• October 31, 2014
October 31, 2014, 6:50:54 AM *
Welcome, Guest. Please login or register.

Login with your Chronicle username and password
News: Talk online about your experiences as an adjunct, visiting assistant professor, postdoc, or other contract faculty member.
 
Pages: [1]
  Print  
Author Topic: A veteran on the market  (Read 30880 times)
Anonymous
Guest
« on: March 20, 2002, 7:54:06 AM »

I love my job. I've been a community-college instructor for three years (and department head for one year), but my husband is interviewing elsewhere for work in his field. No, I don't believe in splitting up a marriage for the sake of academia, so that option is out.

I'm beginning the job search with a mixture of trepidation and excitement. We hear so much from job hunters who are new to the market, but what is the experience like for us "veterans" who are leaving the ol' "hobbit hole" of comfort and familiarity?

Old memories of the fear, short-term bitterness (had to give that up to maintain sanity), and headaches tied up with the job-search process still linger. Everyone tells me that it's easier when you have experience, but my cynical side has many questions. Any thoughts?
Logged
r. m. m.
Guest
« Reply #1 on: March 22, 2002, 5:38:02 PM »

If your husband is offered a job, he should inform his prospective employer that you must be offered a job also, or else your husband cannot accept the new position.

The same is true if you are the first to find a new job; you can insist that your husband also be hired.

In recent years, many husbands and wives have been able to be employed at the same college or university when one of the spouses makes it known that the other spouse also must be hired.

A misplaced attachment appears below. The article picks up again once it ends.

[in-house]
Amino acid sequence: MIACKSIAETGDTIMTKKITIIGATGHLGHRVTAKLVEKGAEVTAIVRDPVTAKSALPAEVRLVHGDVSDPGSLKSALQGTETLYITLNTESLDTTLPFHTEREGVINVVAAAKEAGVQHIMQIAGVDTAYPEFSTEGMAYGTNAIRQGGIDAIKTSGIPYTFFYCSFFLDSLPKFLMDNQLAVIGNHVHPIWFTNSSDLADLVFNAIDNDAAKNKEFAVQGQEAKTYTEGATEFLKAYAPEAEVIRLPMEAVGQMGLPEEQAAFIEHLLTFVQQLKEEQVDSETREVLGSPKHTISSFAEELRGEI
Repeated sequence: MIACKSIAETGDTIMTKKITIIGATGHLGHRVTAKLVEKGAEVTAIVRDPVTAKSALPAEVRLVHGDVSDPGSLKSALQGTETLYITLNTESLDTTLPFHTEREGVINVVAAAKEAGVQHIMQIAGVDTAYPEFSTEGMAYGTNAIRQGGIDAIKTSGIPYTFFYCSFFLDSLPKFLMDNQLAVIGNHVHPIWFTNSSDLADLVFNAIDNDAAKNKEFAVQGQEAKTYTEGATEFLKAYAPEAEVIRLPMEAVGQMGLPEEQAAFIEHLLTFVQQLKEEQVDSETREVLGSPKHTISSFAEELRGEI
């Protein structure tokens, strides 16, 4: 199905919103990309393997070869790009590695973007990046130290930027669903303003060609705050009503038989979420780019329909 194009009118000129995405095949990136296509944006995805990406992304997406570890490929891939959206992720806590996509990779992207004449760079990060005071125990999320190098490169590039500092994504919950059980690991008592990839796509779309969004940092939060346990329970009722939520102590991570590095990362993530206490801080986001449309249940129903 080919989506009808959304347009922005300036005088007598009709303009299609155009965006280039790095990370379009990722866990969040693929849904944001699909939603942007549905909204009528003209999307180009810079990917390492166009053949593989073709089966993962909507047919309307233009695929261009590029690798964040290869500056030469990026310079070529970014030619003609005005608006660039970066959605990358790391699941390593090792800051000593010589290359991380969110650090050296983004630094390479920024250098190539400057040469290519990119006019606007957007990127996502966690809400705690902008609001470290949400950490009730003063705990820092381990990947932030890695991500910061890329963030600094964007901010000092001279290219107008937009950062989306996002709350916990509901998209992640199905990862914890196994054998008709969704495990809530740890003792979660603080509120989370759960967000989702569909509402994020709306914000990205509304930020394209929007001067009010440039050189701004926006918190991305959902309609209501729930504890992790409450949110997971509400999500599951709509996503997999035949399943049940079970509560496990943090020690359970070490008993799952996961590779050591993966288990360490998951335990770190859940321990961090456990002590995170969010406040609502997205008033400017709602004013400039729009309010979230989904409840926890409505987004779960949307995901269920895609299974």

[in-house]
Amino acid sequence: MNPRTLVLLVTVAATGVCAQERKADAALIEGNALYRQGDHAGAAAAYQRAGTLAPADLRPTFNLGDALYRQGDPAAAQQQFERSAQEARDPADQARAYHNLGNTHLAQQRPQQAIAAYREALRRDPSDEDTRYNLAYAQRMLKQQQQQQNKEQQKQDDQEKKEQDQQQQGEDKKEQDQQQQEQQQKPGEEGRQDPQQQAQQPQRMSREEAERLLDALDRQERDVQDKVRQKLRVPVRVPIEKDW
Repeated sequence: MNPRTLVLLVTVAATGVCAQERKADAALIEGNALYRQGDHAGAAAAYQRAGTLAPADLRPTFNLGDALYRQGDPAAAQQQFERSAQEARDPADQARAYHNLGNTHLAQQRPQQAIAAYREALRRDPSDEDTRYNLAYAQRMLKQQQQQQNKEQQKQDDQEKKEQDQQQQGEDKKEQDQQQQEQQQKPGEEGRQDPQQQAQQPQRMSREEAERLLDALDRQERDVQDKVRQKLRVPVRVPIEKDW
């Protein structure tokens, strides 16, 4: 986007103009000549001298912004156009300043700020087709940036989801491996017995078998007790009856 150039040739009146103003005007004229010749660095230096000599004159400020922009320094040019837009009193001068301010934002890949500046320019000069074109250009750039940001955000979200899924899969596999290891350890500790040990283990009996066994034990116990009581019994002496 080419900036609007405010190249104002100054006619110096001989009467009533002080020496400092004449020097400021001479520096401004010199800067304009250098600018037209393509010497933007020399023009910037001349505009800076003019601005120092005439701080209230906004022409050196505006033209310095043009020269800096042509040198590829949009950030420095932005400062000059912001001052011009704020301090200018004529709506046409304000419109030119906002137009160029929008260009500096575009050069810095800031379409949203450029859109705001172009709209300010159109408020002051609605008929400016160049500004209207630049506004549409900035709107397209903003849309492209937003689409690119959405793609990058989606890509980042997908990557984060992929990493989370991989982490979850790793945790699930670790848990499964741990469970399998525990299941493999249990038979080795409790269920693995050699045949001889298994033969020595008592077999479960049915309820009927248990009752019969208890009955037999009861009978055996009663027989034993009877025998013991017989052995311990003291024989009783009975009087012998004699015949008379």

Logged
Ribald
Guest
« Reply #2 on: April 26, 2002, 6:15:13 AM »

Don't give up your career for your husband. Bad things will happen down the road.
Logged
Anon
Guest
« Reply #3 on: April 26, 2002, 8:46:17 AM »

I ran around the country behind my husband, who was chasing his career, back in the 'olden' days when wives were not considered. Thus, I had to uproot myself and my children, apply for jobs, resettle into a new community, and take whatever job I could find. This happened at least a dozen times.

The good things that came out of that experience were meeting new people, having new experiences, learning about new communities, and watching the kids grow. The bad things were uprooting the kids, leaving friends and communities behind, and changing  jobs. Particularly horrible was that I had to start all over again at the entry level wherever I went. My salary suffered. If I had not followed my now ex-husband, I would probably still be at one of my first university positions and I would possibly be a vice president by now with a sensible salary.

So, there are good and bad things, but you'll never know until it happens. Best wishes to you, whatever you do.
Logged
Anonymous
Guest
« Reply #4 on: April 29, 2002, 7:27:55 PM »

It's me again! Well, it's the last day of April and guess what? Of the six full-time jobs I applied for (at both community colleges and universities), one has been filled (I didn't receive any written notice, of course, until I e-mailed them), another has been cancelled due to budget cuts (better to have it cancelled at this stage than after you're employed, I guess). With regard to the others,  who knows?!

I did land one on-campus interview and, as far as I know, the search committee is still deciding. The bottom line, however, is that even with solid experience, you can't count on job hunting being simple or fast. Being a veteran on the market does not give you much of a leg up over when you were a newcomer. I had a sinking feeling that this would occur when we first decided to move. Of course, there are plenty of adjunct positions, but I will do that only as a last resort. I can make more money selling things on eBay!

One bright spot is that my husband is in a non-academic field that pays very well. I don't know how folks who depend on every dime do this. I'll be back later -- hopefully with some good news for a change!
Logged
Pages: [1]
  Print  
 
Jump to:  

Powered by MySQL Powered by PHP Powered by SMF 1.1.9 | SMF © 2006-2008, Simple Machines LLC Valid XHTML 1.0! Valid CSS!
  • 1255 Twenty-Third St., N.W.
  • Washington, D.C. 20037
subscribe today

Get the insight you need for success in academe.